The Democratic primary debate simulcast on PBS and CNN averaged 8.03 million viewers, on par with the audiences for recent showdowns between the party’s 2016 White House contenders.
PBS produced the debate, which was anchored by “PBS Newshour” anchors Gwen Ifill and Judy Woodruff. CNN paid a license fee to simulcast the match-up between Hillary Clinton and Sen. Bernie Sanders in Milwaukee and ran commercials on its air during the breaks.
CNN, which promoted the debate throughout the day, drew 4.1 million viewers from 9 to 11 p.m. Eastern. The event averaged 3.9 million on PBS stations.
The total was in line with the viewing level for the Democratic primary debates that aired on CBS (8.55 million on Nov. 14) and ABC (8.03 million on Dec. 15).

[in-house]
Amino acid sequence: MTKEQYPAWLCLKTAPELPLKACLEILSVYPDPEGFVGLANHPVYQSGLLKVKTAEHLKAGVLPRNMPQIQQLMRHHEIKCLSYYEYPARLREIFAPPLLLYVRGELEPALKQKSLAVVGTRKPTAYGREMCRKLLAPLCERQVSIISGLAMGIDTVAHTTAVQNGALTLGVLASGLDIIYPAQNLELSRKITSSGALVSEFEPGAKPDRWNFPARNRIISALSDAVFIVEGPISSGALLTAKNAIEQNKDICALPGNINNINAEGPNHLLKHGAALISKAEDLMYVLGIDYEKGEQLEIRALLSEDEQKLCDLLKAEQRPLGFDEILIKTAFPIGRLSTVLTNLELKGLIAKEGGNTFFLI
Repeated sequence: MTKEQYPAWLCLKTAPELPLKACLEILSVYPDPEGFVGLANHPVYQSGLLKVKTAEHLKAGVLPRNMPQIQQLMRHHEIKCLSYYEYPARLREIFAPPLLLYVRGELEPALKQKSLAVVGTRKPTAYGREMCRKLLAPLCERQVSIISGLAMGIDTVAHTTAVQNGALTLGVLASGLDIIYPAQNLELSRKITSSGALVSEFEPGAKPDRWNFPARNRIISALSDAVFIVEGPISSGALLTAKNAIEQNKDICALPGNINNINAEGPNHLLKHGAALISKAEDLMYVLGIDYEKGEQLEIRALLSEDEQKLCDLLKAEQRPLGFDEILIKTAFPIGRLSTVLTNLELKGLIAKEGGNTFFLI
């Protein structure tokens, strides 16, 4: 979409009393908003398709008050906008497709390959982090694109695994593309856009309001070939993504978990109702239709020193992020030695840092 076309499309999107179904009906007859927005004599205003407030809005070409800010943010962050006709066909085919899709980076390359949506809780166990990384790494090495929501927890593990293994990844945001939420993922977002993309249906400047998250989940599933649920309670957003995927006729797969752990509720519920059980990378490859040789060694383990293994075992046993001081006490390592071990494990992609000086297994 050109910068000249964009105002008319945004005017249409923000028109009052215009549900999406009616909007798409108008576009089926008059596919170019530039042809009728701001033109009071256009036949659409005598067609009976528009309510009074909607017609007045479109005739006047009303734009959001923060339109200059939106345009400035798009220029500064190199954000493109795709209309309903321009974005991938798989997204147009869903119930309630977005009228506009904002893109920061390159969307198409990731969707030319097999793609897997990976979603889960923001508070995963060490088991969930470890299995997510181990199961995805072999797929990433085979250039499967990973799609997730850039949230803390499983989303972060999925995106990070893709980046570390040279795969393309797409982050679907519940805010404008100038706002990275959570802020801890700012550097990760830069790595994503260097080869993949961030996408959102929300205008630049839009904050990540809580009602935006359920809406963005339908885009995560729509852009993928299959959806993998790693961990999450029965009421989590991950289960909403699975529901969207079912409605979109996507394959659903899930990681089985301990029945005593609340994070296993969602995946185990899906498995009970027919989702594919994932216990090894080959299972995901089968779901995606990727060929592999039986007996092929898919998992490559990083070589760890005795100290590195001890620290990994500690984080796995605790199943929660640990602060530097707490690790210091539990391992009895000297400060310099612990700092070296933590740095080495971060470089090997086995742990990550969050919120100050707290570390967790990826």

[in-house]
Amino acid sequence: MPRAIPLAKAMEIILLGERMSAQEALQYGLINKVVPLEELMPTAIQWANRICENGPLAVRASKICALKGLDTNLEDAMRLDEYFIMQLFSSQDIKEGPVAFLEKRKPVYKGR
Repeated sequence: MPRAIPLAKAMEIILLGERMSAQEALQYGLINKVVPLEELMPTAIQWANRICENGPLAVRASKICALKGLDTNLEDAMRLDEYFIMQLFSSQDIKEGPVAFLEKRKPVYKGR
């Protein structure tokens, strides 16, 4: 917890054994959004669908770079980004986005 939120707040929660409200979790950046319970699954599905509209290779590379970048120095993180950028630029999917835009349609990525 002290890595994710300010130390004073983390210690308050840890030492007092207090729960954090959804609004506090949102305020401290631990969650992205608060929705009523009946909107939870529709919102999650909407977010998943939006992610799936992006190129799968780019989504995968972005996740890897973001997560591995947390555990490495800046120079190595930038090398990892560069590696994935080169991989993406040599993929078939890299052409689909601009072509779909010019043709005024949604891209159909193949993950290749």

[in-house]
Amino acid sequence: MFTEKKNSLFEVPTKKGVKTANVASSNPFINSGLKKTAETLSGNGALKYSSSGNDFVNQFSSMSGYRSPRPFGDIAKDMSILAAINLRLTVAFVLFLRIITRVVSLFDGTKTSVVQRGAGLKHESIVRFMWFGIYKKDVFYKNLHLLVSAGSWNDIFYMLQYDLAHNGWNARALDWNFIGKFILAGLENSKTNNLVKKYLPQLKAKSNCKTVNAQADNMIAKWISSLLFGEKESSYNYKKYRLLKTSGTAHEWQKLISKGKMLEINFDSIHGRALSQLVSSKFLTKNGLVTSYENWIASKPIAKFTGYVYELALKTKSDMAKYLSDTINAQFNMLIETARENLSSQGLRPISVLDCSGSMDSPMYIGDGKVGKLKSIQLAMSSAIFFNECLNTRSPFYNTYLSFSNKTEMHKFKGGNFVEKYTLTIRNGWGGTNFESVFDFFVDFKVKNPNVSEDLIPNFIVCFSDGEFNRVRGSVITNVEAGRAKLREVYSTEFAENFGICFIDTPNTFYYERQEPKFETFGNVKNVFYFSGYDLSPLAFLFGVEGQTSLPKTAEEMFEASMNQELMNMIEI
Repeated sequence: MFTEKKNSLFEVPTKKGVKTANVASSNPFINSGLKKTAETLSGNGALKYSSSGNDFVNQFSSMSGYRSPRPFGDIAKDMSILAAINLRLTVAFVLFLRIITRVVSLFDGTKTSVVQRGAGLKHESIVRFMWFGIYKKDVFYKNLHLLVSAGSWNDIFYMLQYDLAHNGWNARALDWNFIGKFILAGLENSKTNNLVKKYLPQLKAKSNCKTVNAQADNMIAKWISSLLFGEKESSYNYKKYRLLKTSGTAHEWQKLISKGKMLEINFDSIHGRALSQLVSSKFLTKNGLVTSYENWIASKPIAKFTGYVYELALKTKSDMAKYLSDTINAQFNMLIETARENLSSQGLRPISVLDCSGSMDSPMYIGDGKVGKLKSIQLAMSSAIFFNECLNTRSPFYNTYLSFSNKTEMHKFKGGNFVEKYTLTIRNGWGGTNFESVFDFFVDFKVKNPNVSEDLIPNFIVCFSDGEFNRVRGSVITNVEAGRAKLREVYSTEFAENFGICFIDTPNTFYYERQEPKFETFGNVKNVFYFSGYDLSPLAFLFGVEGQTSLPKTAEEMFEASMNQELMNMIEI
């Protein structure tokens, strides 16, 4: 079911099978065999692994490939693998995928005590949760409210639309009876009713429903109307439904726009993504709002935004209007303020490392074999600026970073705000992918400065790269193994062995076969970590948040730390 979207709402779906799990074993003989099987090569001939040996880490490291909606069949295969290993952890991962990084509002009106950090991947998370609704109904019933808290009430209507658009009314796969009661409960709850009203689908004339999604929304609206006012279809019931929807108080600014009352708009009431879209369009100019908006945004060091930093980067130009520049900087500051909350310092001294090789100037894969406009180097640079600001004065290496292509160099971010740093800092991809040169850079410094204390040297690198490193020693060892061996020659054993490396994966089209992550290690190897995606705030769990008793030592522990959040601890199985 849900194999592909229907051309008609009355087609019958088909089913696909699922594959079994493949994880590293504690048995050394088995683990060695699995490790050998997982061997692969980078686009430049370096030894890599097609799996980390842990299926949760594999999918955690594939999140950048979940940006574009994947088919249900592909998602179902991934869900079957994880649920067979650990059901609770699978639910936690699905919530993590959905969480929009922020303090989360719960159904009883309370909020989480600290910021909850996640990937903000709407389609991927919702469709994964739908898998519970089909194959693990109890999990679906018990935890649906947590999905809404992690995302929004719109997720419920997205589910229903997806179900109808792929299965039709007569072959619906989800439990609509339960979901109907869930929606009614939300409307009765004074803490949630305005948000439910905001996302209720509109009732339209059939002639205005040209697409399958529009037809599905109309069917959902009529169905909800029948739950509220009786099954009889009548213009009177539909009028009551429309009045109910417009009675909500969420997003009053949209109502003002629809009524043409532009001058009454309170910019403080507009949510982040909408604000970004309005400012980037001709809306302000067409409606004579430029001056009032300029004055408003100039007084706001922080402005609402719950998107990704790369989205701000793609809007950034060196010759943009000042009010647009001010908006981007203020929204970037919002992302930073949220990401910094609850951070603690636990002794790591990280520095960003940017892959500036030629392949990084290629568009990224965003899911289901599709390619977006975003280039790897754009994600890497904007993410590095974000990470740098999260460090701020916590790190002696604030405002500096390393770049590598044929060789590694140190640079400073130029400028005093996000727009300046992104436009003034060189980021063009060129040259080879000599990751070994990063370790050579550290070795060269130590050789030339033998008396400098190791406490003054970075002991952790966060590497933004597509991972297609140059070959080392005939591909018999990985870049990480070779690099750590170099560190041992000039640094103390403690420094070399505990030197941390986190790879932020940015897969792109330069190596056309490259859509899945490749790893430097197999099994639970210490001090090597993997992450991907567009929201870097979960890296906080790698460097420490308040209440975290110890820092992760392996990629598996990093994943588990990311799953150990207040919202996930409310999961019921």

The CNN/PBS figure was well above the audience for the meeting between the candidates on MSNBC held on Feb. 4 (4.48 million), which is a bit of an outlier as it was a last-minute addition to the party’s debate schedule.
The top rated Democratic debate so far remains the first meeting of the candidates on CNN, which was watched by an average of 15.4 million viewers on Oct. 13.
The Democratic primary debates have not scored as high as the Republican events that have become TV attractions in large part due to front-runner Donald Trump’s presence in a race with a larger and more unsettled field of candidates. On Feb 6, the Republican primary debate on ABC scored 13.18 million viewers.
The Republican contenders meet again in Greenville, S.C., on Saturday at 6 p.m. Pacific. The debate on CBS will be moderated by the network’s political director John Dickerson.